In your opinion, are personal technologies political? Do the choices we make have larger repercussions beyond personal use? Use course material from this week to support your answer.

I believe that personal technology today has become political. Today, companies have been focused more on just making small changes to their products and then distributing them quickly to the public to make a quick buck. I find this more in cell phones and laptops because these are products that are in the trend right now. It amazes me how much people e-waste is happening right now. “By 2017, all of that year’s end-of-life refrigerators, TVs, mobile phones, computers, monitors, e-toys and other products with a battery or electrical cord worldwide could fill a line of 40-ton trucks end-to-end on a highway straddling three quarters of the Equator”. (Sterne, J., 2007).

This trend is continuing to affect how people live. “And the flood of e-waste is growing. Based on current trends, StEP experts predict that, by 2017, the total annual volume will be 33 percent higher at 65.4 million tons, the weight equivalent of almost 200 Empire State Buildings or 11 Great Pyramids of Giza”(Sterne, J, 2007). This report was taken 7 years ago. Think about what has changed between 2007 and 2014. Newer iPhones, game consoles, laptops, and electronics. People been accustomed to getting new products without realizing the effect it has to the environment.

The repercussions I find is less based on our personal use, but more the affect it can have with the surface of our environment. If environmentalists were to show this to people who are technological users, they might show concern as well. “But so long as the future is measured along economic models, then our future is trash. It’s the death drive of the hard drive: the aggressive coercion of a market based society massaged by institutions with disproportionate power and reach” (Zeffiro, A, 2014).  Other issues have taken the spotlight such as wars, weather storms, droughts and class struggles. Could technology have caused these issues happening around the world?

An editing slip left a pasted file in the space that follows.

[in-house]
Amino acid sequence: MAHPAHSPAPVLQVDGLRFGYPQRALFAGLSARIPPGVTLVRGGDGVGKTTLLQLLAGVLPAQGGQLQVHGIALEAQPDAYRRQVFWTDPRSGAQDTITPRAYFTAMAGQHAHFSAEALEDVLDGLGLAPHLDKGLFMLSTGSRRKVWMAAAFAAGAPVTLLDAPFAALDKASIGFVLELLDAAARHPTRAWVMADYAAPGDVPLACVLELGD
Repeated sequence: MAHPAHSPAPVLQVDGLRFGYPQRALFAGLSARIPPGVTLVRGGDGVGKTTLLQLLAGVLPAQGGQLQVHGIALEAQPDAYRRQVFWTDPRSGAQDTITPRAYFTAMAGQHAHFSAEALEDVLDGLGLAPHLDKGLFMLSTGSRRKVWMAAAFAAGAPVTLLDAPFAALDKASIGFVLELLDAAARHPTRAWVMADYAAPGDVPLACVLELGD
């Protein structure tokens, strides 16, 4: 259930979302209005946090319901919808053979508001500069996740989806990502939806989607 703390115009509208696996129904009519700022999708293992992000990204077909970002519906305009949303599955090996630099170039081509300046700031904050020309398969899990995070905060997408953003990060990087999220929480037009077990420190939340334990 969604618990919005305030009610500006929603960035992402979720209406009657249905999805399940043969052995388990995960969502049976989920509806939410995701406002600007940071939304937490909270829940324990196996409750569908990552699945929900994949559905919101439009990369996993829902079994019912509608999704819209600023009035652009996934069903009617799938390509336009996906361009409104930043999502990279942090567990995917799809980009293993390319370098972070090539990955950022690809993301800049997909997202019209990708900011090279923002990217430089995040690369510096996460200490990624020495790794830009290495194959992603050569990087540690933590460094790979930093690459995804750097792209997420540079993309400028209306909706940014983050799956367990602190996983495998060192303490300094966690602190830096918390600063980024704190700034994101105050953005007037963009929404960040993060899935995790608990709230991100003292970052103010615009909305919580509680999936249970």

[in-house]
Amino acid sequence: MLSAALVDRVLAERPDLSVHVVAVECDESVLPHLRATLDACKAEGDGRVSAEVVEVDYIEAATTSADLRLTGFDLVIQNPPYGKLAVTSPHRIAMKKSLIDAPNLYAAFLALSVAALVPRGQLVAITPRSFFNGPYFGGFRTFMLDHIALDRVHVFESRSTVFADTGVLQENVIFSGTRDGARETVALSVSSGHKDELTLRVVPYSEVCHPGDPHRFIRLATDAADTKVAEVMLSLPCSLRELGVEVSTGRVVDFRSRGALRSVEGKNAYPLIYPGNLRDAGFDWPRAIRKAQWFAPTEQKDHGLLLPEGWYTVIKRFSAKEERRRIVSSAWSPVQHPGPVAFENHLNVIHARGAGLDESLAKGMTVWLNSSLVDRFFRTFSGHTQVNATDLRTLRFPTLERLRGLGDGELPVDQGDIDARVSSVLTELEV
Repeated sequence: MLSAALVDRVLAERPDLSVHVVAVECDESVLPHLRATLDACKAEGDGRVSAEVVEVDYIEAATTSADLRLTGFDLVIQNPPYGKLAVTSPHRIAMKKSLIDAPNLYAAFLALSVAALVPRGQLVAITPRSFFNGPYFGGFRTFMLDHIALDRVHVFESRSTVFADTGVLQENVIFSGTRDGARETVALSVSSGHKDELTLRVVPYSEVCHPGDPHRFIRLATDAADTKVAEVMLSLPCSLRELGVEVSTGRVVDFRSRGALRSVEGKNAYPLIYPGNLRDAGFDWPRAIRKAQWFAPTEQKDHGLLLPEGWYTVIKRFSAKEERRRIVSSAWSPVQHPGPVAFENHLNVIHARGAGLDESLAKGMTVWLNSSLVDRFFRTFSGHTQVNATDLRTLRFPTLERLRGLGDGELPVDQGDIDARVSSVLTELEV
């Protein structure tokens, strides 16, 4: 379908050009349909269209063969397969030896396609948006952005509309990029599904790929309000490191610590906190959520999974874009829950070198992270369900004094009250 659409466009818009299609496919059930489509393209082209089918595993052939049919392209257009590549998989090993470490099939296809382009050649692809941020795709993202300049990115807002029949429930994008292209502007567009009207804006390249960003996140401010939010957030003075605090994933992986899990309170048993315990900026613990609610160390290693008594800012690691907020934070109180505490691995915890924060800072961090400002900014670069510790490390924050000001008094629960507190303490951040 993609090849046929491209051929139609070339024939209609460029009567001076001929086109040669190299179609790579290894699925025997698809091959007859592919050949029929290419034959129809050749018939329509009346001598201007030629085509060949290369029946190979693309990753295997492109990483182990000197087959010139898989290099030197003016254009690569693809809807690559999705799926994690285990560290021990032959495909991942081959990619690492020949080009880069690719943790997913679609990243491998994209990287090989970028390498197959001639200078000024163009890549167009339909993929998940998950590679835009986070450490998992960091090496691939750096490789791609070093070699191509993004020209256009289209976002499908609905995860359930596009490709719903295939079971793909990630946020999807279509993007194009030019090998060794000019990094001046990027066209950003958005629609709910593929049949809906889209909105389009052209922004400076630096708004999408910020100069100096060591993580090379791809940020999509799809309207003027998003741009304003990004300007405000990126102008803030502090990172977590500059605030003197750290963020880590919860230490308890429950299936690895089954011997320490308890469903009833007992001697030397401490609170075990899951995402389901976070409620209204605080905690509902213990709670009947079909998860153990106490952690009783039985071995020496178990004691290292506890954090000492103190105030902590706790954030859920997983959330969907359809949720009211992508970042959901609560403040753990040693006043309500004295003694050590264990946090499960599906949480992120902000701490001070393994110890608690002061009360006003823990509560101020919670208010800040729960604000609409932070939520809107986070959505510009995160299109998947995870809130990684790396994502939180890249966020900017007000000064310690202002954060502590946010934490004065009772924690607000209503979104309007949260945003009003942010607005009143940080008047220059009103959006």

2. What is the ‘lightbulb conspiracy’? How does it relate to our contemporary digital culture? Provide examples from the course material from this week to support your answer.

“The light bulb conspiracy is a theory that the leading manufacturers of incandescent light bulbs have conspired to keep the lifetime of their bulbs far below their real technological capabilities. This way, they ensure the continuous demand for more bulbs and hence, long-term profit for themselves” (Documentary heaven, 2010).  The theory is the negative effects of how people consume and the affect on their lifestyle.  It can relate to how people consume technology products today. People are thinking about the newest product and getting it first.

It is not just with products, it is also with apps, streaming and social media… “The ongoing growth of internet-based computing – which includes streaming video and audio online, and the rapid growth of social media services – will see data triple by 2017, growing from 44 to 121 exabytes” (Zeffiro, A, 2014). This suggests that people are thinking about what is best for themselves. I find that easy to believe. On social media, people are constantly taking photos of themselves. Or on YouTube, people will post daily blogs about what they did during the day. These are ways for us to show our profile on the Internet.

I believe that even though technology has become a huge problem, people should also be the cause for it. We’re always trying to come up with the latest innovation to a existing product that would make it look better, but they still function the same way. I hear that the latest products are actually worse than the old products. My friends always think of the first Iphone to be better than the five because it has a better battery life. It is true. Because people are invested it making the appearance of the phone better, they never invest in the actually phone itself. This is how people are today. We think about what is best for our appearance than what is best for us.


Sterne, J (2007) “Out with the Trash: On the Future of New Media,” in Residual Media, ed. Charles R.

Acland (Minneapolis: University of Minnesota Press), p.33-5. Retrieved on June 6th, 2014 from

Zeffaro, A(2014) Week 5: Techno-Trash. Sakai. Retrieved from

Maxwell, R., Miller, T (2012) Greening the Media. New York: Oxford University Press, p.26.

Retrieved on June 6th, 2014 from

n.a (2011) Pyramid of Waste. The Lightbulb Conspiracy. Retrieved on June 6th, 2014 from


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